“It’s a high-class problem to have.”

Sen. Barack Obama on the large crowds showing up for events that the campaign had planned to be small, intimate conversations for the presidential candidate. Source: Time.com

The Fleecing Continues!

Much like STDs and projectile vomiting, a towed car can ruin a great night out. Well, next time your car is towed (and there’s always a next time), your wallet will be a little lighter once the ordeal is over, thanks to the City of Charleston’s planned hikes in towing fees.

As it stands, the nasty ordeal is $107.50 plus $6 a day storage fee. The proposed change would more than double the storage fee to $15 a day and allow a $10 charge “for expenses incurred if the towing company notifies the owner,” which is a fine thing to do, but we’re not sure it’s worth $10.

On the good side, the changes will require businesses towing cars to display signs provided by the city that outline maximum fees and the method of payment. The current ordinance requires only that the signs be approved by the city, and that they include contact information for the tow company. Many a driver has complained that some tow companies have refused credit cards, even though it’s required by the city.

Here’s the other need-to-know information for drivers (or, I guess if your car’s been towed we’ll call you walkers or ride-bummers):

• The tow company must have an annual permit.

• The tow company has to provide a detailed towing invoice.

• The tow company must contact the police within 30 minutes with information about the tow.

• If the owner comes back while the car is in the process of being towed, they can request the car be dropped and be charged only a maximum of half of the tow rate, or $53.75. —Greg Hambrick

1.6 degrees

That’s how much warmer 2006 was in S.C. than the historic average. Source: U.S. Public Interest Research Group (PIRG)

Certified Platinum

Half Moon Outfitters got the platinum certification they were hoping for last week from the U.S. Green Building Council’s Leadership in Energy and Environmental Design (LEED) rating system. Their new, 9,600-square-foot Park Circle warehouse in North Charleston, built in an old Piggly Wiggly, became just the 25th building nationwide (and the only one in the state) to receive the certification, and the first since LEED adopted more stringent standards. Half Moon transformed the concrete structure into an attractive, model building using solar panels on the roof, rainwater collection tanks in back (for use in the facilities), extensive native vegetation, and a brightly-lit interior almost entirely of locally-harvested wood, salvaged materials, and rapidly renewable agrifiber boards. Kudos to Half Moon for successfully completing what may be the “greenest” renovation in the country. —Stratton Lawrence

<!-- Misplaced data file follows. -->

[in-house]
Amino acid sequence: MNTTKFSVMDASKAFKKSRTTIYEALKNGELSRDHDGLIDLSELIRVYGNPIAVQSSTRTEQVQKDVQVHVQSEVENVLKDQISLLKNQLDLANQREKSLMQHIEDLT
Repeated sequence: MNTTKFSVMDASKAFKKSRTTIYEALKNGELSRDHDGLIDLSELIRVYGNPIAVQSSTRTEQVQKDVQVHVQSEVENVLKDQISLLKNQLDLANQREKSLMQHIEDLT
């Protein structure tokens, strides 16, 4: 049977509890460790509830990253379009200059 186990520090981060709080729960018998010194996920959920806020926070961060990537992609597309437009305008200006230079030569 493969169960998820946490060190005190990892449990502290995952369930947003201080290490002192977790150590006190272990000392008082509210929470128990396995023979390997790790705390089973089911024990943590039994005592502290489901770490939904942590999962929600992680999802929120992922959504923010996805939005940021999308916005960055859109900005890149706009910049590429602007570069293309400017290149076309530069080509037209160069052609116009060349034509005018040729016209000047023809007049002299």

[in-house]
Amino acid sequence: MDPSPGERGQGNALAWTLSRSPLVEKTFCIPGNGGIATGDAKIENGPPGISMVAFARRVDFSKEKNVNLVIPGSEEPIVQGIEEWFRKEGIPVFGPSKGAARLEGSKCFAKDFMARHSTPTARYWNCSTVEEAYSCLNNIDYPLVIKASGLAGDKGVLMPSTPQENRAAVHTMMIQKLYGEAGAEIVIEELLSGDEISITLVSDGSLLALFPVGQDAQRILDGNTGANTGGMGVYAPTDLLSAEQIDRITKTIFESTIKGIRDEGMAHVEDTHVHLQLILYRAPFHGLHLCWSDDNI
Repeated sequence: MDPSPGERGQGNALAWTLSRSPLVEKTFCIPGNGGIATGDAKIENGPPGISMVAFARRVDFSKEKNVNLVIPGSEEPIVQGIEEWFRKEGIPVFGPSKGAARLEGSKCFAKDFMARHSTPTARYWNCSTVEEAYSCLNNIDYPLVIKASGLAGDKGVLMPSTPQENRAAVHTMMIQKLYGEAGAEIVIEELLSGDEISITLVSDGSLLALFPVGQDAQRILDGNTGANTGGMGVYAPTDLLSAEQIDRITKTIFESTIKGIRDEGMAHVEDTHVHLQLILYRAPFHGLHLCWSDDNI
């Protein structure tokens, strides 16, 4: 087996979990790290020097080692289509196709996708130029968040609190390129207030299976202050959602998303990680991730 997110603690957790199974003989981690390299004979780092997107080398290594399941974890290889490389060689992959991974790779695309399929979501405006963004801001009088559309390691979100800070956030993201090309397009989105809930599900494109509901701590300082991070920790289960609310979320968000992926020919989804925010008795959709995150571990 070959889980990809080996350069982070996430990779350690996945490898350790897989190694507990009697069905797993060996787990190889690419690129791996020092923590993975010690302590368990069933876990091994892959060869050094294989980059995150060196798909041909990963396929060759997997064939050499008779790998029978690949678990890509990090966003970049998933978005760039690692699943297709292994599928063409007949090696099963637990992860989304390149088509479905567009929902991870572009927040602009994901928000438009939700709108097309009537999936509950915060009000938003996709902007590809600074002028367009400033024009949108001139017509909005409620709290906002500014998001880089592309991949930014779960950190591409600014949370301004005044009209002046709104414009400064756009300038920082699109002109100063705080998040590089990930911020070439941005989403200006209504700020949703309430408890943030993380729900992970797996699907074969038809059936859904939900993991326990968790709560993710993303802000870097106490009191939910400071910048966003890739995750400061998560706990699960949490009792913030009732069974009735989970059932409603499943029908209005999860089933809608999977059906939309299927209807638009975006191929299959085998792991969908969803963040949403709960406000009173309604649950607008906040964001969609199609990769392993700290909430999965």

That’s the number of hurricanes expected for the season, down from the eight forecasted earlier this year, by WSI Corp. Source: Reuters

City Saves Trolley Barn From Further Decline

Having just taken over the building from the state late last year, the City of Charleston hasn’t had much time to firm up plans for the old Trolley Barn on Meeting Street just north of the Interstate 26 overpass. But the building is undergoing serious salvage and stabilization in preparation for the city’s decision on how to use the large, historic structure.

“The building has just been unoccupied for so long, it needed work,” says city preservationist Eddie Bello.

Paid for with a lot of city money and a little help from the state Historic Preservation Office, the stabilization effort will include securing the building from weather and vagrants. Those two, along with time, have damaged the non-historic parts of the building that now threaten those historic parts that can’t be replaced. For example, roofs put on years after the barn was built are now holed, leaking water on historic masonry, Bello says.

The city has held workshops on the potential uses of the building, with suggestions including a marketplace, affordable housing, a museum, a recreation center, retail space, and a transit hub.

“We want it to be reused and if you don’t take care of it now, it will be much worse,” Bello says. —Greg Hambrick